Social media: online platforms that supposedly enhance our social lives, making us feel more connected to other people and places. I know that the virtual world certainly has its benefits; it lets us keep in touch with people, and to come across new people (I was lucky enough to first meet one of my closest friends through Tumblr) and new perspectives. Through online networks, we can also come by inspiration for various things (a word of advice here: Pinterest is indisputably the one for room decor inspo).
That being said, however, personally, I have found that whenever I am feeling particularly dissatisfied or mentally uneasy, I notice that there has been a spike in my social media activity (or, rather, inactivity, when I am scrolling aimlessly through my Instagram newsfeed). Granted, the direction of causation is unclear here: do I attempt to purge my sorrows by looking at aesthetically pleasing pictures of books, buildings, and beautiful things … or does the virtual realm actively contribute to my sense of sadness? Perhaps the answer to this is a more circular one, and an increasing number of us find ourselves trapped in the vicious cycle of the lofty expectations and subsequent dissatisfaction that social apps can impose on us.
You may have already heard about the shocking finding that receiving ‘likes’ and ‘comments’ on social media typically has psychological and physiological effects that parallel those of heroin consumption. Social media, our digital drug, has utterly consumed us. Twitter, Snapchat, Instagram, Tumblr… the logos of these social media giants are plastered all over shop windows and tourist attractions. Many of us use them for hours on end, every single day.
Recently, numerous celebrities and other avid social media users have posted about their love-hate struggles with their digital lives. Many have taken the decision to dispose of their accounts altogether; many others have resorted to undertaking lengthy social media hiatuses.
As well as the plethora of mental health issues that can arise from or be worsened by the overconsumption of digital content, it could be argued that the epidemic of social media warps our reality, and replaces it with a falsified ‘Insta-reality’: our experiences are commodified, made as ‘picture-perfect’ as possible, in order to be shared online. It could also be argued that the online element only adds to our perceptions of reality: we naturally enjoy relaying our thoughts and experiences to others (often in a rather filtered way). Does it really matter if what is being said is conveyed through our screens in lieu of our facial expressions, voices, and physical proximity?
When analysing the effects of social media, it is easy to fall into the trap – that great human bias of ours – of looking at the past through rose-tinted spectacles, and at the present through a lens of mistrust. Life must have been sweeter back then – and interpersonal relationships more soulful or romantic – when our means of communication were limited to face-to-face interactions, and beautifully handwritten letters. In truth, this probably wasn’t the case: humans have always been great narcissists, nosy parkers, perfectionists, procrastinators, and so on. Social media simply provides a digital stage onto which the best (and worst) elements of the human condition can be projected.
Another crucial question to be asked: is there really a solid line that delineates between our ‘in-real-life’ and online selves? The postmodernist view is that the distinction between media and reality has become (irreversibly) blurred. ‘Real life’, surely, is a product of our experiences – whatever we see, touch, feel, smell, taste, and, most crucially, think. Our realities depend on the manner in which we process the things around us – including the things we see online. But what detracts from whatever claims to authenticity social media might have is its often very ‘filtered’ nature. People are very particular with what they post online: streams of glamorous and ‘aesthetic’ posts can lead to – and has led to – the development of the view that anything that is ‘ordinary’, mundane, commonplace, and messy, is substandard.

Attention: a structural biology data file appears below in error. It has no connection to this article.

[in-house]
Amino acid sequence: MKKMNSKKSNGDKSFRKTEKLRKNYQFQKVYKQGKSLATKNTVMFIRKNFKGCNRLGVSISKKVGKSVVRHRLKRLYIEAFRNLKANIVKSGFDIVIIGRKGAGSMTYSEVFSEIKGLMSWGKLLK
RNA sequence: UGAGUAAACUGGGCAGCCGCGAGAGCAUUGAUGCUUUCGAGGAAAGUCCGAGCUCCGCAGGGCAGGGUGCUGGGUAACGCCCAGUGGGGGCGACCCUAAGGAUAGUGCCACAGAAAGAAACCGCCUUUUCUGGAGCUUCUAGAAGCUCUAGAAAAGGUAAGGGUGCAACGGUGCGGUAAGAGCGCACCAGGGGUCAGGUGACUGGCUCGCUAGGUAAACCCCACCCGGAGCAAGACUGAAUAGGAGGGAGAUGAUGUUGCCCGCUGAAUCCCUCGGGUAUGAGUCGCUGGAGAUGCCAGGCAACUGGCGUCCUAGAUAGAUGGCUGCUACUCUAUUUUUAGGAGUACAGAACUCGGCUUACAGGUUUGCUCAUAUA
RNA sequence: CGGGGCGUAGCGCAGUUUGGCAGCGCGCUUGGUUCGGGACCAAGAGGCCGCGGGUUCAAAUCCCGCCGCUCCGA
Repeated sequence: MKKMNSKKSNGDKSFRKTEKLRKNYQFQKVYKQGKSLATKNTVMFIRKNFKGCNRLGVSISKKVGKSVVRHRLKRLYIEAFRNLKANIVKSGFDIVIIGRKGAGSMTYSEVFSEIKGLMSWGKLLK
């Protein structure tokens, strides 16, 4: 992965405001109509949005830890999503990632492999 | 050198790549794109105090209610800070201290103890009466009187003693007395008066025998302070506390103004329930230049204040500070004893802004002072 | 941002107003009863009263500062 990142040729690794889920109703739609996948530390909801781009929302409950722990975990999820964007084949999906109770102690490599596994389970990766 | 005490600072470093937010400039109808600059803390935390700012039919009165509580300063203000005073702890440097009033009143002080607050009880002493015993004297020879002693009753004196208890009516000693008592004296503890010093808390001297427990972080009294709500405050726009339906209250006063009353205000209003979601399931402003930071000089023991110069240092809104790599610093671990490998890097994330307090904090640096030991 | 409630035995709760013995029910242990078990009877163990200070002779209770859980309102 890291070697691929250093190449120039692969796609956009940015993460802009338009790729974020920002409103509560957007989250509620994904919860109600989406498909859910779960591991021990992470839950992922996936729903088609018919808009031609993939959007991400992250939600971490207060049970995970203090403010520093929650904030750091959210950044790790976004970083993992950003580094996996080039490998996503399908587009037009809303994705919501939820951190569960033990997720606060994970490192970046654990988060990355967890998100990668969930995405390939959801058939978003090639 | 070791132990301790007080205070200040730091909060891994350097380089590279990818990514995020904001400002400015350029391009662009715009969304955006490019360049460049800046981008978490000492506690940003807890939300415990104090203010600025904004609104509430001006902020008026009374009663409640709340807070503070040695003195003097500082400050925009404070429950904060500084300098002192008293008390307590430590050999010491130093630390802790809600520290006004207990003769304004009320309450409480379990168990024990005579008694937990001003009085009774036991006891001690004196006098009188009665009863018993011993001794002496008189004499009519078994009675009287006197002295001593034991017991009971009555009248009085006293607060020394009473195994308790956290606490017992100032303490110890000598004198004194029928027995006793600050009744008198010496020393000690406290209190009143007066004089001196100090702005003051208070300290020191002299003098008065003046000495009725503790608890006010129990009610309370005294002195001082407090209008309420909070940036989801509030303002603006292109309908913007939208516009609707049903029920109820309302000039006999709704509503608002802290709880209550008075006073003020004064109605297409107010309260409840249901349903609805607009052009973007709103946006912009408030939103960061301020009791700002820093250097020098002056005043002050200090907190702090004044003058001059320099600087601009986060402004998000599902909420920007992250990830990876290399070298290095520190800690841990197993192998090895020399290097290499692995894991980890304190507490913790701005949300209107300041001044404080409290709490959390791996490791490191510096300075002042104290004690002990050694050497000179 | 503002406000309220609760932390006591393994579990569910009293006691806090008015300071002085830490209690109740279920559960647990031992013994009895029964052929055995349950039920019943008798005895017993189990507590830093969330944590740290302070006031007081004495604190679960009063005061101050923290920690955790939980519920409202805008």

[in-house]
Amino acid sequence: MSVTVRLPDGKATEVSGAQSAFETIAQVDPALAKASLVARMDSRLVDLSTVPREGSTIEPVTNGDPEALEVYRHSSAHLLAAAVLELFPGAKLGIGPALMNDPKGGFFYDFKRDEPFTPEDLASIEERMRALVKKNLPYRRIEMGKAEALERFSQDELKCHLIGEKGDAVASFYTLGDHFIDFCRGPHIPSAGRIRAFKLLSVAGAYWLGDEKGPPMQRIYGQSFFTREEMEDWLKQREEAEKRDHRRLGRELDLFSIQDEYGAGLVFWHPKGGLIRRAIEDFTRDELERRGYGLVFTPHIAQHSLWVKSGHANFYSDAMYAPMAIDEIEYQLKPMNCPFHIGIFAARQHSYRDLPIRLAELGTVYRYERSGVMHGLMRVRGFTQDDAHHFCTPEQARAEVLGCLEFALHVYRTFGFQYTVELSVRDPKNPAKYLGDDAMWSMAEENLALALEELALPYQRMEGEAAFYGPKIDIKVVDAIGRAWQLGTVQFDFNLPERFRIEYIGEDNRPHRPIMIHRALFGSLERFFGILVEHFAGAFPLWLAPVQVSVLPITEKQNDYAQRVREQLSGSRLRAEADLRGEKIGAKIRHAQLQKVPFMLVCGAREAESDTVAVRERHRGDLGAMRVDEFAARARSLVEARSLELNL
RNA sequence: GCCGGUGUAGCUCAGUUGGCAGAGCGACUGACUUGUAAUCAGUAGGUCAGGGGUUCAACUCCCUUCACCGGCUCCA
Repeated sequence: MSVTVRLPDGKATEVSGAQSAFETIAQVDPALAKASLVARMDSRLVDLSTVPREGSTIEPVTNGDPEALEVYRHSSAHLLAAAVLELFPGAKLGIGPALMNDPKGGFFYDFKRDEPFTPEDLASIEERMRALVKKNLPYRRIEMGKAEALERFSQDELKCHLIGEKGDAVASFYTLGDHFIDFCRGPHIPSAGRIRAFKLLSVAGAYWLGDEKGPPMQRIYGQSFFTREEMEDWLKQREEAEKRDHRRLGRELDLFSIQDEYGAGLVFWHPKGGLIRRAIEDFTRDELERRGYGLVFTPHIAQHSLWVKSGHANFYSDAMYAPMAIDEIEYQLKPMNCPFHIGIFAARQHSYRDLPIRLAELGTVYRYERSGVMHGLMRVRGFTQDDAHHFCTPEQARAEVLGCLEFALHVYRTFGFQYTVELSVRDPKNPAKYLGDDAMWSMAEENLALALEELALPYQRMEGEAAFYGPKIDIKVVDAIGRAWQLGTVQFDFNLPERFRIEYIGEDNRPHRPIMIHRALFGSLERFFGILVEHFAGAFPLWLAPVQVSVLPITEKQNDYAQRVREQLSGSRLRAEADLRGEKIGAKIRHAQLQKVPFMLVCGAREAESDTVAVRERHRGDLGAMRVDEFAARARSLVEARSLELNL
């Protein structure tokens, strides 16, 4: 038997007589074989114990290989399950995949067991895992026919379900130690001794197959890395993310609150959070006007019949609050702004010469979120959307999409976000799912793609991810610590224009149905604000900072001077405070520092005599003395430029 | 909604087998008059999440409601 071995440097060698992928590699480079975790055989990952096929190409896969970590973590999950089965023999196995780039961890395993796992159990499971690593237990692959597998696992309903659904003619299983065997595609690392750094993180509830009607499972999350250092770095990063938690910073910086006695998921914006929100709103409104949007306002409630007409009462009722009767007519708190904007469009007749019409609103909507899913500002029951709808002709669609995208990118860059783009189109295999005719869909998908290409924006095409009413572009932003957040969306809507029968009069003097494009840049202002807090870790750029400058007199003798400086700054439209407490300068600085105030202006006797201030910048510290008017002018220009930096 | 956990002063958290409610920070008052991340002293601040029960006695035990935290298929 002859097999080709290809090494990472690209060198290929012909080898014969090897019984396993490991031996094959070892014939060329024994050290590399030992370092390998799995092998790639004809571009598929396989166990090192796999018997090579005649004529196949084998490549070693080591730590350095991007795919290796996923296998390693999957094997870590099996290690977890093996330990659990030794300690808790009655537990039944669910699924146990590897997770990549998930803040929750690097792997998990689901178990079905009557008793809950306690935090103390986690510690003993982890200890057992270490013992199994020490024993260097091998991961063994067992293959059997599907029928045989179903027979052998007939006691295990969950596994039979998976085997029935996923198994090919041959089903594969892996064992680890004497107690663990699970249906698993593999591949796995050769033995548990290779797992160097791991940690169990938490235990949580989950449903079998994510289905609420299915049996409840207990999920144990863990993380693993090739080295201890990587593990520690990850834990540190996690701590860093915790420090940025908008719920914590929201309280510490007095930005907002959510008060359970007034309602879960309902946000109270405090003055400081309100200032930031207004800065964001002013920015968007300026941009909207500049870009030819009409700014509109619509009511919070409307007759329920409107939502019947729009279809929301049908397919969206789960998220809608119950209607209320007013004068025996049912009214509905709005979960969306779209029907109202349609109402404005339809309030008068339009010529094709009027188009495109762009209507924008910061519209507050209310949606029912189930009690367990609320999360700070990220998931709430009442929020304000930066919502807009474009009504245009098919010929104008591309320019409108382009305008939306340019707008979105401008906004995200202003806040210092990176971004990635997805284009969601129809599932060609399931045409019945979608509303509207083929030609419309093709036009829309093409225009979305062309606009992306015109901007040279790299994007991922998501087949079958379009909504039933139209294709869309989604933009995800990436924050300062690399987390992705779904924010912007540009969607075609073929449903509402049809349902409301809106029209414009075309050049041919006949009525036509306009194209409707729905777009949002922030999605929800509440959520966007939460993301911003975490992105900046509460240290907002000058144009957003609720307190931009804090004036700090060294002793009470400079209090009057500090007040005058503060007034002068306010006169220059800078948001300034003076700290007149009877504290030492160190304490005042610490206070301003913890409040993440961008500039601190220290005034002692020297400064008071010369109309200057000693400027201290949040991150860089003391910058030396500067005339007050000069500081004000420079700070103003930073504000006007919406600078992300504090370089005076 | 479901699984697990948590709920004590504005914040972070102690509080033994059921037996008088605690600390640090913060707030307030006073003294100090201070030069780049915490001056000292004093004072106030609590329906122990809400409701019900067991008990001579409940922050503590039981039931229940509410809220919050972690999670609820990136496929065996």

However, it is true that the issue of the selective presentation of ourselves exists offline too: people are also rather selective with which thoughts they allow themselves to translate into physical behaviour and speech. We are inherently prone to filtering ourselves – so perhaps, instead of being a threat to our fundamental collective human nature, social media is a direct product of it.
Ultimately, it would be rather ignorant and small-minded of me to claim that the effect of social media is only detrimental to us: there are certainly benefits to increased connectivity. But these online platforms have exacerbated certain negative conditions – FOMO (fear of missing out), jealousy, feelings of dissatisfaction and inadequacy, issues with body image, and more. Social media exposes us more to the world – both its good sides, and its darker sides.
But the most alarming aspect of the whole debate, in my view, is the fact that social media has become a drug to which many of us find ourselves helpelessly addicted. And, just like any other drug, people need increasingly large doses of social media to sustain their addictions. In fact, withdrawal symptoms are often experienced in its absence. And often, instead of ‘living in the moment’, we find ourselves responding to cognitive itches by obsessively and anxiously picking up our phones, unfathomably desperate to know what others are doing, or how we are being perceived by them, or which shade of lipstick Kylie Jenner has chosen to wear today.
My ambivalent ramblings towards social media conclude themselves here: everything that is good, is good in moderation. And sometimes, in order to recharge yourself, you must first unplug yourself from the often deceptive and all-consuming world of social media.
Sadia Ahmed, 2018